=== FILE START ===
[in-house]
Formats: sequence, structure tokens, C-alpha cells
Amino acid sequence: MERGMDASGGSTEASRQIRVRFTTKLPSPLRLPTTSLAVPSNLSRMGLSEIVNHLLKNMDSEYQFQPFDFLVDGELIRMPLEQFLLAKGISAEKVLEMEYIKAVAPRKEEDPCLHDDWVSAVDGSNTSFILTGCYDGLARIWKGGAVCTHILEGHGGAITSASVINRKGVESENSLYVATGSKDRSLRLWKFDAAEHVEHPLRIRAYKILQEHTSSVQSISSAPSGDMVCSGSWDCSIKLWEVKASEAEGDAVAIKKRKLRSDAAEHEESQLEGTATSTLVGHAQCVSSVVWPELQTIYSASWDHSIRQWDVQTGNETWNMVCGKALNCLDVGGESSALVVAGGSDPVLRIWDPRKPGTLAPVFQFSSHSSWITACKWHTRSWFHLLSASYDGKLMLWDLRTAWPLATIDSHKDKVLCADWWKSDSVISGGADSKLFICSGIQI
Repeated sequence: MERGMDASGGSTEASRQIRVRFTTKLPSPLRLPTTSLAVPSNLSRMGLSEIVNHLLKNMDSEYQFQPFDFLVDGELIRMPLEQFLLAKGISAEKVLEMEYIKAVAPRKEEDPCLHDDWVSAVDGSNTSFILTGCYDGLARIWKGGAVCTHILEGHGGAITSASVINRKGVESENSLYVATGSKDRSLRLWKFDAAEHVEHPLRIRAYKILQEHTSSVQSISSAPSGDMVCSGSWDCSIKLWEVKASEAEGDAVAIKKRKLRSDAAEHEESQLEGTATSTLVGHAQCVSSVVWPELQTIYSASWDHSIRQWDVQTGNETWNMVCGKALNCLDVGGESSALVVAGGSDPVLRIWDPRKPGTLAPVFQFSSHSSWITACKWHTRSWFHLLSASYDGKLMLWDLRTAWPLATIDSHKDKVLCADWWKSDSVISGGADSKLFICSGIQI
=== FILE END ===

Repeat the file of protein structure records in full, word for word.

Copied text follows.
[in-house]
Formats: sequence, structure tokens, C-alpha cells
Amino acid sequence: MERGMDASGGSTEASRQIRVRFTTKLPSPLRLPTTSLAVPSNLSRMGLSEIVNHLLKNMDSEYQFQPFDFLVDGELIRMPLEQFLLAKGISAEKVLEMEYIKAVAPRKEEDPCLHDDWVSAVDGSNTSFILTGCYDGLARIWKGGAVCTHILEGHGGAITSASVINRKGVESENSLYVATGSKDRSLRLWKFDAAEHVEHPLRIRAYKILQEHTSSVQSISSAPSGDMVCSGSWDCSIKLWEVKASEAEGDAVAIKKRKLRSDAAEHEESQLEGTATSTLVGHAQCVSSVVWPELQTIYSASWDHSIRQWDVQTGNETWNMVCGKALNCLDVGGESSALVVAGGSDPVLRIWDPRKPGTLAPVFQFSSHSSWITACKWHTRSWFHLLSASYDGKLMLWDLRTAWPLATIDSHKDKVLCADWWKSDSVISGGADSKLFICSGIQI
Repeated sequence: MERGMDASGGSTEASRQIRVRFTTKLPSPLRLPTTSLAVPSNLSRMGLSEIVNHLLKNMDSEYQFQPFDFLVDGELIRMPLEQFLLAKGISAEKVLEMEYIKAVAPRKEEDPCLHDDWVSAVDGSNTSFILTGCYDGLARIWKGGAVCTHILEGHGGAITSASVINRKGVESENSLYVATGSKDRSLRLWKFDAAEHVEHPLRIRAYKILQEHTSSVQSISSAPSGDMVCSGSWDCSIKLWEVKASEAEGDAVAIKKRKLRSDAAEHEESQLEGTATSTLVGHAQCVSSVVWPELQTIYSASWDHSIRQWDVQTGNETWNMVCGKALNCLDVGGESSALVVAGGSDPVLRIWDPRKPGTLAPVFQFSSHSSWITACKWHTRSWFHLLSASYDGKLMLWDLRTAWPLATIDSHKDKVLCADWWKSDSVISGGADSKLFICSGIQI